Riparian restoration in the Mono BasinAugust 6th, 2019 by Caroline Bottega
“I can really count this as work?” I thought, while wading knee-deep in the cool, swift water of Rush Creek. Robbie Di Paolo, the Mono Lake Committee’s Restoration Field Technician, was a few paces ahead and leading the way to our next monitoring well. It felt like a scavenger hunt, as we navigated from well to well between the stream channels and sagebrush until another tall, white PVC pipe would finally appear among the vegetation.
Part of the mission of the Mono Lake Committee is to restore the important habitats of the Mono Basin, which include the habitats of the freshwater tributaries that feed Mono Lake. As one of my intern projects for the summer, I have been tasked with collecting groundwater measurements along both Lee Vining Creek and Rush Creek each week. Through my weekly well readings, I have had the opportunity to get up close and personal with the Committee’s restoration efforts and dive deeper into the complex relationships that exist between the important habitats of the Mono Basin.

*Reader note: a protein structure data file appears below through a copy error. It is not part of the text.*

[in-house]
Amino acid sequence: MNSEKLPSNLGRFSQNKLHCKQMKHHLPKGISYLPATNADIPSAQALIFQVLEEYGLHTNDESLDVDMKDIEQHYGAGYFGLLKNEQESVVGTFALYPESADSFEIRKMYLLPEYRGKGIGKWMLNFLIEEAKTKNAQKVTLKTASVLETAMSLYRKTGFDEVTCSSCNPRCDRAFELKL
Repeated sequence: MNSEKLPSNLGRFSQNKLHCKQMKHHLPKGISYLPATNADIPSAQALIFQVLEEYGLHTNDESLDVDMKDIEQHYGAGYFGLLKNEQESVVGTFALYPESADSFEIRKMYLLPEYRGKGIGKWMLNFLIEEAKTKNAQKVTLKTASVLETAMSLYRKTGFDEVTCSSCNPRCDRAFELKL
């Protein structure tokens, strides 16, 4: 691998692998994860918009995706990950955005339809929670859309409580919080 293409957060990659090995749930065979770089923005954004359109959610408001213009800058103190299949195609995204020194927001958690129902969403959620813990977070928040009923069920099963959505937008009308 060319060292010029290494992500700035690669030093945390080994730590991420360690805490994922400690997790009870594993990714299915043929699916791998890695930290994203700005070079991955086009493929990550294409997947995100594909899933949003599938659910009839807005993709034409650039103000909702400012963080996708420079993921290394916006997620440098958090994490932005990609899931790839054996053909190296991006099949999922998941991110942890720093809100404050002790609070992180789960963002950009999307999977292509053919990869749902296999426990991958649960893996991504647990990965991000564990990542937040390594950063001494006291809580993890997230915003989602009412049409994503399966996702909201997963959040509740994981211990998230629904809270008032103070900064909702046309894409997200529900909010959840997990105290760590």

At first, the task of finding my way through the sagebrush and side channels seemed somewhat intimidating. But, with thorough guidance from Robbie and having spent the last year of my undergraduate degree collecting stream data for my honors thesis, I quickly have been able to find my way through the riparian corridors of the Mono Basin.
By going out in the field on a routine basis, I am learning to detect subtle changes in each habitat that I did not notice during my first few days on the job. The Mono Basin is truly a dynamic system that requires close and careful attention in order to fully understand and, as a novice seasonal intern, I am merely scratching the surface. However, the opportunity to carry out these weekly groundwater readings has further connected me to the landscape and the Mono Lake Committee mission, of which I am privileged to play a small role in supporting during my time here.